In Strasburger, the plaintiff, who was injured by a brick falling from a chimney, presented evidence that the brick may have been dislodged by third persons who were on the roof of the house without the knowledge or consent of the owner or occupant, thereby negating any presumption of negligent failure to keep the chimney in repair. Thus, the plaintiff himself proved that his injury resulted either from the defendant's negligence or from an independent cause.

In the case sub judice, the issue involved is not whether an accident which occurred resulted from either cause A or cause B, with the county being liable only if the accident was caused by A. Rather, the evidence clearly established that the collision resulted from the failure of a traffic light. At issue was (1) whether Montgomery County was negligent in its maintenance of the light and (2) if so, whether its negligence was a proximate cause of the accident.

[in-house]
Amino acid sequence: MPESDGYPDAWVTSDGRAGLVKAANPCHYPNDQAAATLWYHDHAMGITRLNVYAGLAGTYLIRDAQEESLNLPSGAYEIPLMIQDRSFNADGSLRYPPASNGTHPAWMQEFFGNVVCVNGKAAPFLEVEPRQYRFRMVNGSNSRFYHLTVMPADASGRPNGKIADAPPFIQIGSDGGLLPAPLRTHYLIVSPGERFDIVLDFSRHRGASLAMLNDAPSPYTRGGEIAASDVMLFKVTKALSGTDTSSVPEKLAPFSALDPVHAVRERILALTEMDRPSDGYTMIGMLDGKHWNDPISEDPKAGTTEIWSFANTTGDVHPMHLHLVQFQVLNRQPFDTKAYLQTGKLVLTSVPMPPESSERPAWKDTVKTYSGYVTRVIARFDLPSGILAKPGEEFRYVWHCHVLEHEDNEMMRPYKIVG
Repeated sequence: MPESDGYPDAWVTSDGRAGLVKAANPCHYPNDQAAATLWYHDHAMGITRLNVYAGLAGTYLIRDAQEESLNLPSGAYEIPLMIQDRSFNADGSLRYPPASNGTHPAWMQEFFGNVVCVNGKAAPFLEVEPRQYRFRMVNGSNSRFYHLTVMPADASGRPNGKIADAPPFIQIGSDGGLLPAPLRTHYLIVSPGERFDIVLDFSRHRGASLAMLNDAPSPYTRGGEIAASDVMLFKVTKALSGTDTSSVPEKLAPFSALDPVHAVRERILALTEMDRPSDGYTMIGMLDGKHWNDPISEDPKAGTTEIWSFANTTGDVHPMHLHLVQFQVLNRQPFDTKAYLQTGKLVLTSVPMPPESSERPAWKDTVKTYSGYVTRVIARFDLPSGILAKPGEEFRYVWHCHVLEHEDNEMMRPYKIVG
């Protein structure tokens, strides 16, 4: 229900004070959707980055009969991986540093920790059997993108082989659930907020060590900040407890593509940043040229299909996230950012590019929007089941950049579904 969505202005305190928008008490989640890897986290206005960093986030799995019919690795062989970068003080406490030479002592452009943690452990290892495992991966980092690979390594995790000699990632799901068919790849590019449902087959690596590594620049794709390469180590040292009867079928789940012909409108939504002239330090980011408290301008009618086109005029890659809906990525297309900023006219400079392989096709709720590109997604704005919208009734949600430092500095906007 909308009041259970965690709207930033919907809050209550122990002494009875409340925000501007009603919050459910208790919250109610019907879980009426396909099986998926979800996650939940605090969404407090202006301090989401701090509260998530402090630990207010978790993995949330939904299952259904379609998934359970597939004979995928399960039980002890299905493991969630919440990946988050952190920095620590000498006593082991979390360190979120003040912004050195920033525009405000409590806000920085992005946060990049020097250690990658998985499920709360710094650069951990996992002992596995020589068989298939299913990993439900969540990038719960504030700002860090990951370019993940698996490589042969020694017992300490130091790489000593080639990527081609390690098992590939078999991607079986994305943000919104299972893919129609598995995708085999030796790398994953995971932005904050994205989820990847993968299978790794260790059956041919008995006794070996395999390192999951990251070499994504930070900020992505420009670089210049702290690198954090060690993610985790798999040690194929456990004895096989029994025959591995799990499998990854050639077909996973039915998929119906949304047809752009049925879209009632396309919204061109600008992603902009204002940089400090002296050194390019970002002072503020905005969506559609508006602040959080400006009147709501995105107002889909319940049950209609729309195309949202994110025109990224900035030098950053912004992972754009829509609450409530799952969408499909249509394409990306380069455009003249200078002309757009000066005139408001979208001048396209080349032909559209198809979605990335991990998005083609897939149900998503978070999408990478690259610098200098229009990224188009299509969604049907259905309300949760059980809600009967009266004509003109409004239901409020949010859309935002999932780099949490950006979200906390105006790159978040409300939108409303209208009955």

Concerning the issue of negligence, the evidence established that Mark Carr, a traffic unit employee, called in to report an intermittent malfunctioning of a red light on Route 29 at its intersection with Briggs Chaney Road. Technician Ganz responded to the call but, although he had access to the records indicating the source of the call, failed to check with Carr to find out exactly what Carr had seen. Rather, Ganz went to the intersection without knowing if the intermittent red was observed on the northbound or southbound red.

Once he arrived at the intersection, Ganz could not find the cause of the outage and merely replaced one SR4 component because he believed an SR4 failure to be a likely cause of the purported signal defect. There was expert opinion evidence that Ganz was negligent in simply replacing the SR4; that since Ganz could not locate the cause of intermittent outage of the red light, he should have "swapped out" every one of the electronic components that could have been faulty.

The next question is whether Ganz's negligent decision to replace only one component was a proximate cause of the accident on September 19. Ganz's negligence would constitute a proximate cause of the collision only if a defective component he failed to replace on September 10 caused the light to malfunction again on September 19, the date of the accident. Was there competent evidence presented to support a finding that the MM3 found to be defective on September 23 was the culprit on the 10th and the 19th? We believe so.